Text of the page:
This album is the last with Labrador to meet your contractual obligation, and now you are free. Knowing that, why did you take so long?

Johan: I don't know. I think things take time for us. We can be really quick about things. Usually, the songs we end up releasing are made quite fast. Or the core of the songs are made very fast. We really want to be fast about things. The things that take time – well there are different reasons, but one of them is that I have a hard time finishing the lyrics. So I tend to write new songs.

Martin: [laughs] It's that!

Johan: Yeah, that happened a lot with the last album, and it happened this time too. And also we have this whole court thing with Labrador as well, and that took awhile. And we live in different cities. There's a lot of different reasons why things take time when they can happen really fast. I think we're going to pick up the pace. Hopefully.

I saw that Daniel (Tjäder) is here again with you. You also have a lady with you on this tour.

Her name is Maja (Karlsson). She plays a little bit of everything. Guitar and keyboards, and some drums as well.

Did you feel like you need a fourth person to perform materials from the new album?

Johan: We would have liked to be five even, but it's hard. It's expensive to tour so we couldn't afford another one.

What would the fifth person do?

[Martin and Johan shake their heads]

Johan: I don't know. We would have figured it out.

Martin: Tambourine

I will play the tambourine for free!

Martin: A dancer.

The Radio Dept

Now you're starting to sound like Happy Mondays.

You said this tour was long…

Martin: For us, it's the longest we've ever done. It's four weeks.

Johan: We're just not used to touring that much, playing every day for weeks and weeks.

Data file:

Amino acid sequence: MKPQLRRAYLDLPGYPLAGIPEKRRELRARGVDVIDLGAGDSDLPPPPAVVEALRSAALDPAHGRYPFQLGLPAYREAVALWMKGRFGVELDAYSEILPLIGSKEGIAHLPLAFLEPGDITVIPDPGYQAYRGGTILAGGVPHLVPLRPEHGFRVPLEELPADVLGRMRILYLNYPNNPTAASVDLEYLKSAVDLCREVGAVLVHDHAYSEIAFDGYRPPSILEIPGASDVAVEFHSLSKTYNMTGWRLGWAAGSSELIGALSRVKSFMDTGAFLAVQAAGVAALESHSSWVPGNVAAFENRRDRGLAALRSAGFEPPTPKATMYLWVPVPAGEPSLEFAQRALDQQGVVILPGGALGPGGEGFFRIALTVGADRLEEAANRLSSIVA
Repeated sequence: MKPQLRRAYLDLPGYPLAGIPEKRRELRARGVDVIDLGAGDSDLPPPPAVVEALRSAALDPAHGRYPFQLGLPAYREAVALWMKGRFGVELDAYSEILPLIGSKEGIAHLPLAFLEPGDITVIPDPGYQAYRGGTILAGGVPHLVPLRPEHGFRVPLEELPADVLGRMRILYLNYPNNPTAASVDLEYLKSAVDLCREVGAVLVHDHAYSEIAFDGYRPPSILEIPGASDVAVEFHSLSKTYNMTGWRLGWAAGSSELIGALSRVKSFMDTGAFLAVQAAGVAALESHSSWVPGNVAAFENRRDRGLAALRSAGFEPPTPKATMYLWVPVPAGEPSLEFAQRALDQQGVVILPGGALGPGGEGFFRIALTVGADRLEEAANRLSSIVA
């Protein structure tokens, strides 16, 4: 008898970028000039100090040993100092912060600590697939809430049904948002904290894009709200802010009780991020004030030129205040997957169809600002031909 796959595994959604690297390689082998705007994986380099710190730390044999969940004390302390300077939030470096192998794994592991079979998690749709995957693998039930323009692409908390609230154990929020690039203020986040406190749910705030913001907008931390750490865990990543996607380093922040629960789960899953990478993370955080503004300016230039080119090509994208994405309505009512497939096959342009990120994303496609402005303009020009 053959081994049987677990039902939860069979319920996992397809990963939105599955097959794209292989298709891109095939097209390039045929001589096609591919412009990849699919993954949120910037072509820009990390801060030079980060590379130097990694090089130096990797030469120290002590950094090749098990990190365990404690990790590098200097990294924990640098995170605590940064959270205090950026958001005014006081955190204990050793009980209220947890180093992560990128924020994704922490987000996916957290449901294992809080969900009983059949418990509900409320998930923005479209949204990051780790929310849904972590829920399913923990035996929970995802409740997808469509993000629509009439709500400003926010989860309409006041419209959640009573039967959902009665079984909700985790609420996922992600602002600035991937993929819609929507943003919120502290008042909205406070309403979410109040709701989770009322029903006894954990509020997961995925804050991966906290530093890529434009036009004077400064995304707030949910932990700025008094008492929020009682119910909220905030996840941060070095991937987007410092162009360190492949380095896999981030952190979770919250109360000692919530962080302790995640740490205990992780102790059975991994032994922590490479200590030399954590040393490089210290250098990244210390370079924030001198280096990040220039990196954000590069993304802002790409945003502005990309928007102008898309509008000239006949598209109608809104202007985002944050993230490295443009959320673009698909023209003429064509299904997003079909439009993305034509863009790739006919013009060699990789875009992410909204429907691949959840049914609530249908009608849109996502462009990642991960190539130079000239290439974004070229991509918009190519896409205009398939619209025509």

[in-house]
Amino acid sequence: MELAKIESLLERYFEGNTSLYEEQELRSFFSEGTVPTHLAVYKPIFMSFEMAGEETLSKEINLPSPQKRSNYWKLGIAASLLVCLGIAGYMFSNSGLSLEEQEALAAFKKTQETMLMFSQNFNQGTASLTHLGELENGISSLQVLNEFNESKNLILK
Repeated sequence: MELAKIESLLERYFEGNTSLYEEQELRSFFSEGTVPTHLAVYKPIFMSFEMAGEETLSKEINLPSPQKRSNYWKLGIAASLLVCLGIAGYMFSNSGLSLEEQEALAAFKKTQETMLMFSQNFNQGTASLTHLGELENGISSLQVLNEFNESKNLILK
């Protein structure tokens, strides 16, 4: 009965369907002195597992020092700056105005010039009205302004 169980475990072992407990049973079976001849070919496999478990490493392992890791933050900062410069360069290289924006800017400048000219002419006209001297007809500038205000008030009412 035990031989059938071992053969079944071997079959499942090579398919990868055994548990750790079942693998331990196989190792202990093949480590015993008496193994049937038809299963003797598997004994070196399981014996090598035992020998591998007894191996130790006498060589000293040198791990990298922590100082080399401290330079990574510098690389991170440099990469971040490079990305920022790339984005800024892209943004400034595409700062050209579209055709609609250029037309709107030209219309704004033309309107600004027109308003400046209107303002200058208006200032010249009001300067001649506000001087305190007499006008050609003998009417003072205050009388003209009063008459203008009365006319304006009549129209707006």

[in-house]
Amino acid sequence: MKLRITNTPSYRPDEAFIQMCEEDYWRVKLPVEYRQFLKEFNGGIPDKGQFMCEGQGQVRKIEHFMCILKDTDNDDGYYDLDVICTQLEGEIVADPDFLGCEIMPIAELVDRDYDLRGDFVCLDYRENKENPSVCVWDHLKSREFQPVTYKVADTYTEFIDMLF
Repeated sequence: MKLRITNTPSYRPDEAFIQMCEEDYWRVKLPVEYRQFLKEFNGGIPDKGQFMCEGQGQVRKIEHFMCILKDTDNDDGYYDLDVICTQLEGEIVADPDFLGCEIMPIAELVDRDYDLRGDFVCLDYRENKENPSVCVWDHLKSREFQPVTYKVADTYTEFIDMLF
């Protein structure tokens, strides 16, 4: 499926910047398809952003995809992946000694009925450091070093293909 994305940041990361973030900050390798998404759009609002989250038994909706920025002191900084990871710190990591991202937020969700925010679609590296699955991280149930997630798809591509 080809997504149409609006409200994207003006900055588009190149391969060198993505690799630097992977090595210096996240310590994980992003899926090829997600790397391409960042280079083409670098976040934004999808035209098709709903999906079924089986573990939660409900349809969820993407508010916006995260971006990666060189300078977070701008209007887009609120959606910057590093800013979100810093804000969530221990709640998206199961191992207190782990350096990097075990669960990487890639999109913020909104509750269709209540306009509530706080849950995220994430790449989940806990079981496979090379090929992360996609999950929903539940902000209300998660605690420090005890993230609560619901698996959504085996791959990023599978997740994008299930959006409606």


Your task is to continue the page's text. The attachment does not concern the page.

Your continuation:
But you don't really like playing live that much do you?

Johan: It's the nervousness and being scared of doing it. But when it goes well, I really like it.

How did it go at Noise Pop festival recently in San Francisco?

Johan: I think that one went well. I've read some review that wasn't very good [laughs], but I read another one that I thought was really good.

You actually read the reviews?

Johan: [smiling] Yeah, sometimes.

Martin: I think I would like to read the review if I wasn't on stage because if you were on stage, there's nothing much you can do about, it's done.

Johan: But there are things you can take to heart and change for the next show.

Martin: But sometimes you can't even do that. It's like, “Ah, I didn't like the songs” or whatever – you can't really change that for the next set. So you're just bummed out. And you just feel bad, and then the whole tour is ruined. So I really try not to read reviews.

Have you guys already thought about your next direction?

Martin: Yes, we always do. But we never know where we going to end up.

Do you constantly bounce ideas back and forth to each other?

Martin: Yes, always.

Johan: I think that's my favourite thing: fantasising about the future… seeing the cover.

Martin: I think once we made… [turns to Johan] do you remember we made a list for seven albums? That would be like the beards we all grew. We'd do folk music only… [we all laugh]. We were joking, but it was seven or eight albums – that would be the one we do that…

Johan: Where we would go to – take drugs…

Martin: It's fun scheming – like always trying to figure something – starting bands.

Do you think you'd still be doing this when you're 50 or 60?

Martin: Probably.

Johan: I hope so. It doesn't have to be this particular band…

Martin: Doing music - it's fun!

The Radio Dept.'s latest album, Running Out of Love, was released last year via Labrador Records. Listen to it below.